Palais Garnier


Palais Garnier

In 1661, Louis XIV established the Royal Danse Academy which aimed to shape elite artists and to codify the choreographic art. The famous French composer Lully was one of its very first directors and produced for the academy over twenty compositions, notably Cadmus and Hermione (1673) considered to be the first French opera.

In 1847, Giuseppe Verdi wrote his first opera for the Royal Academy of Music, trying his hands on the genre of Grand opéra. The mitigated success of Jerusalem, for which the performers were held accountant, did not prevent him from writing The Sicilian Vespers (1855) and Don Carlos (1867). Verdi always maintained an ambiguous relation with the Opéra de Paris: always flattered when he was commissioned a composition, he nevertheless fretted about the demands from what he called “ the great music shop”.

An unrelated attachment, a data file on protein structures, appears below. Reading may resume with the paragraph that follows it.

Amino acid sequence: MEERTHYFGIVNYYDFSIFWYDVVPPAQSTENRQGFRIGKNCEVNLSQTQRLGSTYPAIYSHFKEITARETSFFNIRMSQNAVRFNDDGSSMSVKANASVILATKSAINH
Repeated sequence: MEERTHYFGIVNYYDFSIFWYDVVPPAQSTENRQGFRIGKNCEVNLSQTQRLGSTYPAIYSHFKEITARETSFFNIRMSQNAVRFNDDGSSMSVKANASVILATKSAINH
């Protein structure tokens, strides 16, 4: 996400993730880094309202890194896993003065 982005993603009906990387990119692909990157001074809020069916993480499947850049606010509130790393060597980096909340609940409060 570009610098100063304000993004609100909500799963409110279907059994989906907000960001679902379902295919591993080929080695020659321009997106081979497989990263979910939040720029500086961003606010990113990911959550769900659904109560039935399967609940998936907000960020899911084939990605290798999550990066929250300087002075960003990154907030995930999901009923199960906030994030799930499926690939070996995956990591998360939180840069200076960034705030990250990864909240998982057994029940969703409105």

Richard Wagner’s entry at the Palais Garnier in 1861 certainly did not go unnoticed. The premiere of Tannhaüser created a storm in the audience that built up into a second Battle of Hernani. The administration had to cancel any further performances and Wagner abruptly left Paris. As he defended Wagner, Baudelaire wrote: “Be it as it may, the idea is born, the gap has been formed and that is essential.

It is only in 1990 that the Opéra Bastille and the Palais Garnier merged in order to create the institution : Opéra de Paris. In March of the same year, parting from its opera and ballet tradition, the first lyrical performance was given: Herctor Berlioz’s The Trojans, conducted by Myung-Whun Chung.